Several San Francisco supervisors on Tuesday introduced a charter amendment intended for the June 7, 2022 election that would reform the San Francisco Building Inspection Commission.
The commission is the body that oversees the San Francisco Department of Building Inspection, tasked with manages and enforces The City’s building, housing, plumbing, electrical and mechanical codes.
According to the supervisors, reforms within the Building Inspection Commission are needed to ensure oversight and accountability after a number of wrongdoings within DBI were uncovered last year as part of a federal corruption probe.
Currently, four of the commission seats are appointed directly by the mayor and the three other seats are appointed by the Board of Supervisors. Additionally, some seats are reserved for representatives within the building industry.
However, according to the supervisors, this scenario has a potential for conflict of interest.
Under the proposed charter amendment, seats on the commission designated for specific industries or stakeholder groups would be eliminated. Additionally, a nomination and confirmation process for all nominees would be required as part of the appointment process.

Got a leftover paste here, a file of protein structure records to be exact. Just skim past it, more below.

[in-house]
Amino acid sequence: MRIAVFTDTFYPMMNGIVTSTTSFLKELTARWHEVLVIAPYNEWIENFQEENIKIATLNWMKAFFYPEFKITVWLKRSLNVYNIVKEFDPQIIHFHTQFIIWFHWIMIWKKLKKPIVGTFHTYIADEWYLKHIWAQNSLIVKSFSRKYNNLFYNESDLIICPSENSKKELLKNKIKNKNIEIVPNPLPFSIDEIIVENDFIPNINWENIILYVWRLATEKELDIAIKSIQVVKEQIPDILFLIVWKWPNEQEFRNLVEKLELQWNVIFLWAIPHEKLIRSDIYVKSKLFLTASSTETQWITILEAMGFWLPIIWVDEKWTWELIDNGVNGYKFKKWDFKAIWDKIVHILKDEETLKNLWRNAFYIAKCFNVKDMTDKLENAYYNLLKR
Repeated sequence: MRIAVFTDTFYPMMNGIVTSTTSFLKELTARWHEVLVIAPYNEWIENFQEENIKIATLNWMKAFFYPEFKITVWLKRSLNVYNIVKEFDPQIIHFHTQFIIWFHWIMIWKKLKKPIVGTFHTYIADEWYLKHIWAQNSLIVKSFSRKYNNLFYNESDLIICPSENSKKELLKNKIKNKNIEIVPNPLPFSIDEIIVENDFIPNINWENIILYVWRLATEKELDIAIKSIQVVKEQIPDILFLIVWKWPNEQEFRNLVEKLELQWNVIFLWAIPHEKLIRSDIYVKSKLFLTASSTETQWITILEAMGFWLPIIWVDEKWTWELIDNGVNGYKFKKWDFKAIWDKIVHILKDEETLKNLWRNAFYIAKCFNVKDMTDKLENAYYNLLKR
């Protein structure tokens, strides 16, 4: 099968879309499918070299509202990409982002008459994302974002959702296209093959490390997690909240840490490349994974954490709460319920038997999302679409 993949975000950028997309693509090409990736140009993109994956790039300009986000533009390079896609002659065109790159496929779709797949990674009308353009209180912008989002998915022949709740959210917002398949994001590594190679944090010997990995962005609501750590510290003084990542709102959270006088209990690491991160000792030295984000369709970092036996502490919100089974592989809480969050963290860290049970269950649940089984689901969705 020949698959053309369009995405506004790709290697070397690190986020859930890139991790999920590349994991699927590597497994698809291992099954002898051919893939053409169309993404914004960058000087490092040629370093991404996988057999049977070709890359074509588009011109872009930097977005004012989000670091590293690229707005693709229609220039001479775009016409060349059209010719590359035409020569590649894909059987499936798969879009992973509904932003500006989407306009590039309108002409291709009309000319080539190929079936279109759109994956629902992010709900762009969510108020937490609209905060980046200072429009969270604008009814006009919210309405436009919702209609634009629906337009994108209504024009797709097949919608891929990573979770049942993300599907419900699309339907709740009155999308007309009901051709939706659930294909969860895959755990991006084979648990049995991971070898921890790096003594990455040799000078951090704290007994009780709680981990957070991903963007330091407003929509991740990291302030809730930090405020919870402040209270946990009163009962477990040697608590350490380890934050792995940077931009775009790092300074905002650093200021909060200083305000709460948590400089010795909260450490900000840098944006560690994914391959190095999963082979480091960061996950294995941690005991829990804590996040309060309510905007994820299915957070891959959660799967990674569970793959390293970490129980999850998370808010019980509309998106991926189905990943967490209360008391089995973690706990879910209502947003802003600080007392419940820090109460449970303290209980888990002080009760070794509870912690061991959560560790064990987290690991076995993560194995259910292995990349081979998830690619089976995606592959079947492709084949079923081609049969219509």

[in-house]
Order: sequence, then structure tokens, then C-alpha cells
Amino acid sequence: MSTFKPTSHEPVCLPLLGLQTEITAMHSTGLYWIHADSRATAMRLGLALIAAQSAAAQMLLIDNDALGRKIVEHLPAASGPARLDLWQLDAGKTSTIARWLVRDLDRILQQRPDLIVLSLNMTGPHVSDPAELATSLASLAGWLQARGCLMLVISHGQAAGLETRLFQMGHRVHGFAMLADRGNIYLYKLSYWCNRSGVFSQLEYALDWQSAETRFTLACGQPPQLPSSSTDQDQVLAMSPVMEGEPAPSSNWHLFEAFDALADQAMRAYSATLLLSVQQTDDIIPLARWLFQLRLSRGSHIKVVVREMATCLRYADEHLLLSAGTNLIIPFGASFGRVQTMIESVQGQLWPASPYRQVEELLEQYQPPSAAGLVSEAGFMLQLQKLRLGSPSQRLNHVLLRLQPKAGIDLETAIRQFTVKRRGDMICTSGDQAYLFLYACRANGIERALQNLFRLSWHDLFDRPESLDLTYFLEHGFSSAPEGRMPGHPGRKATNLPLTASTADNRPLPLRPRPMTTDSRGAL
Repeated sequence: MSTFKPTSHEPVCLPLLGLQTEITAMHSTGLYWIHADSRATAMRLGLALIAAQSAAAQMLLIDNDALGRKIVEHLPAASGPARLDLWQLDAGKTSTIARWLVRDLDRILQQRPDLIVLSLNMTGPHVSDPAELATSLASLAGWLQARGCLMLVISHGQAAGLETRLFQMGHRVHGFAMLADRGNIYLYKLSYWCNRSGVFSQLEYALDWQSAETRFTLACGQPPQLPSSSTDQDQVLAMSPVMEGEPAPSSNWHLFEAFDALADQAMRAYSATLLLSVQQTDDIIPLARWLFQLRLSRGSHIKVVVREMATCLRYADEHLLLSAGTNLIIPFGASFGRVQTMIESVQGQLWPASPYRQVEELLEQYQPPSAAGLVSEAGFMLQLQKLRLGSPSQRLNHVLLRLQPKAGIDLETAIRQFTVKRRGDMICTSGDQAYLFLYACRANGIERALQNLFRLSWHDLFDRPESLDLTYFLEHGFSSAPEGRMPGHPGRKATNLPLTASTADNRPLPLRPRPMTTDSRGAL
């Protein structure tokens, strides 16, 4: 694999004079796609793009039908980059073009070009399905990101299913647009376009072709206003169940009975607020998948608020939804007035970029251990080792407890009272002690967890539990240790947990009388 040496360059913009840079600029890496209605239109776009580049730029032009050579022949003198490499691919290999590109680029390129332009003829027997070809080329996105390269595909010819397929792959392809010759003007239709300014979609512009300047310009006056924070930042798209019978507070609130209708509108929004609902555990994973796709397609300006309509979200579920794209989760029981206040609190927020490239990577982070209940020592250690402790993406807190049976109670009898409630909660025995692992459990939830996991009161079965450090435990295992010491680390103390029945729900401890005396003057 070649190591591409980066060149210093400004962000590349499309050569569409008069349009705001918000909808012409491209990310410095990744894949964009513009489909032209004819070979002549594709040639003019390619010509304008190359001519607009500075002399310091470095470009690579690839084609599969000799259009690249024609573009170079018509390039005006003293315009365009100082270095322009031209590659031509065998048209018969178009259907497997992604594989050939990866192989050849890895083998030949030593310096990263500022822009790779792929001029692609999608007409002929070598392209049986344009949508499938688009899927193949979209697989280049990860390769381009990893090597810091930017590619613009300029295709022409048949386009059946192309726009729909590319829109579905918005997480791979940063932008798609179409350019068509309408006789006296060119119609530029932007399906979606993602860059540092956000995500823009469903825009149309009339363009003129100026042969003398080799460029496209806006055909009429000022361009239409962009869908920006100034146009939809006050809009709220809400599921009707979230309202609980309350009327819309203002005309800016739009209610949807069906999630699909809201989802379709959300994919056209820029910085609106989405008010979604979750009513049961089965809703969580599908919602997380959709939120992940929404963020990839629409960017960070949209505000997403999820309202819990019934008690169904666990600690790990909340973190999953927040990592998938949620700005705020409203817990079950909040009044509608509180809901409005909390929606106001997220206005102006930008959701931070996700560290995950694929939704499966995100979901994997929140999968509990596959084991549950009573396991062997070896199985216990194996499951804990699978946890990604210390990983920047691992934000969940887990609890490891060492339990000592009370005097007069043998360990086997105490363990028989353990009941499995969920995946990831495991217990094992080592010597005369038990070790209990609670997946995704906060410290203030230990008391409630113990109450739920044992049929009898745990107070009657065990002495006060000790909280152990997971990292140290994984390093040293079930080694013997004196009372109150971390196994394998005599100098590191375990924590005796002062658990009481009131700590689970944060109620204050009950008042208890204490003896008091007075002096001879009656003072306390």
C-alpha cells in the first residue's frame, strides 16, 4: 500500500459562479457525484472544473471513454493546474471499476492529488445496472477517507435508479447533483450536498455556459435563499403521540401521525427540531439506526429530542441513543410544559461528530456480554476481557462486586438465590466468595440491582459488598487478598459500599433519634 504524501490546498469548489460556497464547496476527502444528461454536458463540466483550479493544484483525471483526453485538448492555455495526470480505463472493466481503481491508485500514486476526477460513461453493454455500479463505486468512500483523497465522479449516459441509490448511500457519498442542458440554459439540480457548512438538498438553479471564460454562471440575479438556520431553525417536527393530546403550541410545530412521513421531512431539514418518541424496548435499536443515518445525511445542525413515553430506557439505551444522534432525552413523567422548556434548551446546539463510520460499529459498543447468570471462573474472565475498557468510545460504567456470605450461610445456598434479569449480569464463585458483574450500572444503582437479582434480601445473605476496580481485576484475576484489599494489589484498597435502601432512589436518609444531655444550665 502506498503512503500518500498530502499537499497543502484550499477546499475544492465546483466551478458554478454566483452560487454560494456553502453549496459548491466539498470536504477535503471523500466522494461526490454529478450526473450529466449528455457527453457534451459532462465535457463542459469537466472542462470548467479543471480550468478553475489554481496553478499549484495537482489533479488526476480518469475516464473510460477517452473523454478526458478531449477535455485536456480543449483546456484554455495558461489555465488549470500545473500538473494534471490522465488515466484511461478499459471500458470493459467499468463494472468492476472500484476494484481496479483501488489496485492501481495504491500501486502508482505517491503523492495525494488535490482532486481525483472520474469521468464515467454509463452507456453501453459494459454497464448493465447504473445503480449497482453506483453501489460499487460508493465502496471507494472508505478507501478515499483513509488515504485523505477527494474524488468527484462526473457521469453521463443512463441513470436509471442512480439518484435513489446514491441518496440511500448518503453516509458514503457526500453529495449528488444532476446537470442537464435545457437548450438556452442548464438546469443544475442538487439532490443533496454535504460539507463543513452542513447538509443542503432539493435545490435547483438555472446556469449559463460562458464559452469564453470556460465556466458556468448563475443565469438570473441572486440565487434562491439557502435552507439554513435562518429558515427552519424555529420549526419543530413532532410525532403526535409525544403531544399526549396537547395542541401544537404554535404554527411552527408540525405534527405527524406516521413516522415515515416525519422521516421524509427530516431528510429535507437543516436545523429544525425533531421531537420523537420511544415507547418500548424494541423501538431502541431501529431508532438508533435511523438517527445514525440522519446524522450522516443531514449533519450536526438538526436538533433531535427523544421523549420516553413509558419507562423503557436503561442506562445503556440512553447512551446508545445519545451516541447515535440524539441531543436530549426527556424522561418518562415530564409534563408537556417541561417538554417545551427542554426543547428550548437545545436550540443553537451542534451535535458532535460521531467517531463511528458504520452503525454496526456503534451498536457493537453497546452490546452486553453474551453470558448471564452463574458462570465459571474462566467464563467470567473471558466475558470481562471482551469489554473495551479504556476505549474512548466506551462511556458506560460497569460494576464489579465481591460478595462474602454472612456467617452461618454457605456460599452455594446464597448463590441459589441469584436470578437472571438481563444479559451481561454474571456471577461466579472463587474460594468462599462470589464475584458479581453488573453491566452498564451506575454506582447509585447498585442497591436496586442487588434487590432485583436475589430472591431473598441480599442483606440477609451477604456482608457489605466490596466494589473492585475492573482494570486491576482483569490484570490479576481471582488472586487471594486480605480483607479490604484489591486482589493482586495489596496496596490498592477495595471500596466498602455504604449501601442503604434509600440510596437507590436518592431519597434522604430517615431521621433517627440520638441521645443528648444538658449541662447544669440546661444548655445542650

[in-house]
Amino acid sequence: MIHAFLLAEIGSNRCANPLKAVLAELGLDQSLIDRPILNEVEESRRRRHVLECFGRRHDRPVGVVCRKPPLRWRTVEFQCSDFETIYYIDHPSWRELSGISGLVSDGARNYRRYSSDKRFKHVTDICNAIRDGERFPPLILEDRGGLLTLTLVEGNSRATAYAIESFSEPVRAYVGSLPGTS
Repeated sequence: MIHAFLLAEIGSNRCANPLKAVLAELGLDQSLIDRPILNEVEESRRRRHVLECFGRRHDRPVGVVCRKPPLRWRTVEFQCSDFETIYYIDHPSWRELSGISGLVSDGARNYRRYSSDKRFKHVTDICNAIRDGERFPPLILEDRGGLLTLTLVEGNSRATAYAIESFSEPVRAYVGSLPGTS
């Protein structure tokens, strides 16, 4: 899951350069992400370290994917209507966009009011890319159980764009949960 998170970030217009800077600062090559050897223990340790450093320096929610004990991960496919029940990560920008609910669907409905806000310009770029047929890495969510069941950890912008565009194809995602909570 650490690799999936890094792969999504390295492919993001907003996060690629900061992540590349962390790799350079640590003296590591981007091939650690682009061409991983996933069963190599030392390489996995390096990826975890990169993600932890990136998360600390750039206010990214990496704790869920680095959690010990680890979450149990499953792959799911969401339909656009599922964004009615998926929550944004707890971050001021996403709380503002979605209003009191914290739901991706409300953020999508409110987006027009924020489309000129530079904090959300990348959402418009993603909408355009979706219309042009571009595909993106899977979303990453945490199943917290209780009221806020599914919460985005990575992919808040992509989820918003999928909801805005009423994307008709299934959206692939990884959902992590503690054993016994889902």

The charter amendment also removes a provision that allows the commission to appoint a Building Inspection Department Director and replace mayoral appointments with commission recommendations.
The proposed measure, which would need to be approved by the full board before heading to the ballot, was authored by Supervisor Myrna Melgar. Supervisors Aaron Peskin, Hillary Ronen, and Rafael Mandelman are cosponsors.
Ronen said in a statement:
“The entrenched web of corruption affecting our building permitting and inspection services has undermined public trust and endangered residents across The City. … Unfortunately, there are people out there who are looking to take advantage of any loophole to make a quick buck. This charter measure is a major step to reform the Building Inspection Commission and DBI ensure that San Franciscans have the functional and honest governance and oversight we deserve.”
Since the January 2020 arrest of former Public Works director Mohammed Nuru on suspicion of wire fraud, several other city officials have been linked to corruption, including former DBI Director Tom Hui. Hui has been accused by federal prosecutors of legal and ethical violations, giving preferential treatment to a permit expeditor and a project developer, and using his position to get jobs for his son and his son’s girlfriend within city departments.
Also, the former Building Inspection Commission president Rodrigo Santos has been charged by federal prosecutors with bank fraud, wire fraud, and aggravated identity theft, while former DBI senior building inspector Bernard Curran is facing a wire fraud charge.